Why did Mildred turn Montag in to the authorities?  

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price7781's profile pic

price7781 | High School Teacher | (Level 2) Associate Educator

Posted on

I think Montag scares Mildred with the change in his personality and hiding of books in their home.  When he reads the poem, “Dover Beach,” to her and her friends, she realizes that Montag is breaking the law, and she can also get in trouble for allowing him to have books.  Mildred’s friends are the first to call in the alarm on Montag, and Mildred probably feels the pressure to do so as well.  Mildred is a product of her environment; she has fallen victim to the mind-numbing society in which she lives.  She is obsessed with the soap operas on her wall-size TV’s and is unconsciously so depressed that she overdoses on sleeping medication.  Mildred is afraid, not only of Montag but of society who searches out rebels like Montag who are becoming free-thinking individuals.  In addition, Montag and Mildred’s marriage is loveless.  They have grown apart over the years; and therefore, it isn’t particularly hard for her to turn him in, pack her bags, and run before the house is burned down.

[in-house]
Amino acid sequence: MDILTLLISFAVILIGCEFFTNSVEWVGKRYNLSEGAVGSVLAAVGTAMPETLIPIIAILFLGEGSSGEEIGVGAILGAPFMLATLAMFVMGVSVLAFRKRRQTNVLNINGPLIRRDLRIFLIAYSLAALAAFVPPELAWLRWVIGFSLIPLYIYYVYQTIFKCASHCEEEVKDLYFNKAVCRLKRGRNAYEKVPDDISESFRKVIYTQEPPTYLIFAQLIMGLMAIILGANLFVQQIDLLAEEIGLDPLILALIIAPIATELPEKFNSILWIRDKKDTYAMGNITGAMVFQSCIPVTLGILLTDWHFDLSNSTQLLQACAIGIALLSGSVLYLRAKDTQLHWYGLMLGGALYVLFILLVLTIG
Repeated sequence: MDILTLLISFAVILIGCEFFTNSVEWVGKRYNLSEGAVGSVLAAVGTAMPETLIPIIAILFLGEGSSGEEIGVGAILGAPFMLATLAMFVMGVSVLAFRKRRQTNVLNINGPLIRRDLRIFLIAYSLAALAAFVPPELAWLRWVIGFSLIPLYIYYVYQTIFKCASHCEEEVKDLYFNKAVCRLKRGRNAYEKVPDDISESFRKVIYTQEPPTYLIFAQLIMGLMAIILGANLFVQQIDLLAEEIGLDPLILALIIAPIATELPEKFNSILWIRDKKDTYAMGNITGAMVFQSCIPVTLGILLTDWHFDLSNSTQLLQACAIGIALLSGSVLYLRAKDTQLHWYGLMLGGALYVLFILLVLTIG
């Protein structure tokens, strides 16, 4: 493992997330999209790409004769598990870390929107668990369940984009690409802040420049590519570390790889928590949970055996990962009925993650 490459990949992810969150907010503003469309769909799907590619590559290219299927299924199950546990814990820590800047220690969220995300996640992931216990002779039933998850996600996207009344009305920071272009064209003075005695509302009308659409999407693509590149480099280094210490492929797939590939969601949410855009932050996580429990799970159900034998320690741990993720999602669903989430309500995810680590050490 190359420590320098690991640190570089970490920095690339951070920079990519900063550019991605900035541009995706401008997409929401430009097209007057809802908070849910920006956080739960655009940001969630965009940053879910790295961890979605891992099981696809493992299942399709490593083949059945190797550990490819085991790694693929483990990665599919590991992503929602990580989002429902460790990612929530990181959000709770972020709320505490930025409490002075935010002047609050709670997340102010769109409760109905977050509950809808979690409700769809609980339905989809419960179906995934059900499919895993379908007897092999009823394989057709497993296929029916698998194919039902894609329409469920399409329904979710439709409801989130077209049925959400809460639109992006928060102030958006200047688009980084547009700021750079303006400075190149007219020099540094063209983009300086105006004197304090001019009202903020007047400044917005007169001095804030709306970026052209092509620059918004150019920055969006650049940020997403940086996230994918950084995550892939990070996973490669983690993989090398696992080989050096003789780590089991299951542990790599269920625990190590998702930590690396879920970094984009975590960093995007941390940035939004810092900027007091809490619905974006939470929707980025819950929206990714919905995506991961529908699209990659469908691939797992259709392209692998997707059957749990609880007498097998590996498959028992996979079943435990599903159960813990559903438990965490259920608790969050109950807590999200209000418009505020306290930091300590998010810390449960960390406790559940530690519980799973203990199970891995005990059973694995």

pohnpei397's profile pic

pohnpei397 | College Teacher | (Level 3) Distinguished Educator

Posted on

I think that there are a couple of reasons for this.

First, I think that Mildred truly buys into the ideas of the society.  She loves things like the "families" in the parlour walls.  She does not want to think.  She just wants the life that society says she should have.  So she does not want Montag to go against society and hates him for doing it.

Second, I think that she personally does not want to live with someone who holds views like his.  She does not want him to pester her about reading like he has started to do.

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